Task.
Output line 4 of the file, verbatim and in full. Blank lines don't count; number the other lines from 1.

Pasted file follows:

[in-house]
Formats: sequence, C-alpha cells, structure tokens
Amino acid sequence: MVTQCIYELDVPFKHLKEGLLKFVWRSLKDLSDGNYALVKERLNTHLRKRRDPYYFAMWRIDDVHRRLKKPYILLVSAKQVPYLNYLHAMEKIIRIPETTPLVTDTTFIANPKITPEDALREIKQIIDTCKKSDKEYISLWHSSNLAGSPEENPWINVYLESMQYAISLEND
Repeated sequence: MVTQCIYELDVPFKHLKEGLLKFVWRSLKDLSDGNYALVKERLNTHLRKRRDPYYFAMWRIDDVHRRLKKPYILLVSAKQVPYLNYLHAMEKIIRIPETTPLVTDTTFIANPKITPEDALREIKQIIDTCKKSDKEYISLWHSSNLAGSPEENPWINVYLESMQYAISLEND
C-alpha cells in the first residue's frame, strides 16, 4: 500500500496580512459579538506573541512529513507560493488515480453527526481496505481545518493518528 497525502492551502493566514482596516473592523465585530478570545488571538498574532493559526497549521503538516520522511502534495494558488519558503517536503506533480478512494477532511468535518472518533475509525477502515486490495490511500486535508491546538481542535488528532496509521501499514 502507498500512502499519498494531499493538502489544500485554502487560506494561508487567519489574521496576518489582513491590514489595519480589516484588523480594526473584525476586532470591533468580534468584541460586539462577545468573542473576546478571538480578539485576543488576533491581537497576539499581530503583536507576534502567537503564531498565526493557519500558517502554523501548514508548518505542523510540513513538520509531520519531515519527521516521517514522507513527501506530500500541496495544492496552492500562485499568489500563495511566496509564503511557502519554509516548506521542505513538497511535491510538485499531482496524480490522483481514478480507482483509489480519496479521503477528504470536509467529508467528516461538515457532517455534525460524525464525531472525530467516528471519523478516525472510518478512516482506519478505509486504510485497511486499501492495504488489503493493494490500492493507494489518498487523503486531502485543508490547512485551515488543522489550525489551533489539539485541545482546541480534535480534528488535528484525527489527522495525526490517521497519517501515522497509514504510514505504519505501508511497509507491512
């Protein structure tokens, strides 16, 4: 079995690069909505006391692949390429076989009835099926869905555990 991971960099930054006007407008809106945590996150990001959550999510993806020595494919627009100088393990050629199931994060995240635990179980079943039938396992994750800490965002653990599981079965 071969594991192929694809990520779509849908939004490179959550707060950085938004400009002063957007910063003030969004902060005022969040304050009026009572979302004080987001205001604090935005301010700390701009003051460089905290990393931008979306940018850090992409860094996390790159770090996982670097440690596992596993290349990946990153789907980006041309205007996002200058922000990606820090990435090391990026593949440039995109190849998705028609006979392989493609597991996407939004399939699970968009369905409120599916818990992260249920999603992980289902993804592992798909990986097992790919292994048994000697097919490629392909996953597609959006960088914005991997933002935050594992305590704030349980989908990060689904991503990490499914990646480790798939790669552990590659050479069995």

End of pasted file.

Repeated sequence: MVTQCIYELDVPFKHLKEGLLKFVWRSLKDLSDGNYALVKERLNTHLRKRRDPYYFAMWRIDDVHRRLKKPYILLVSAKQVPYLNYLHAMEKIIRIPETTPLVTDTTFIANPKITPEDALREIKQIIDTCKKSDKEYISLWHSSNLAGSPEENPWINVYLESMQYAISLEND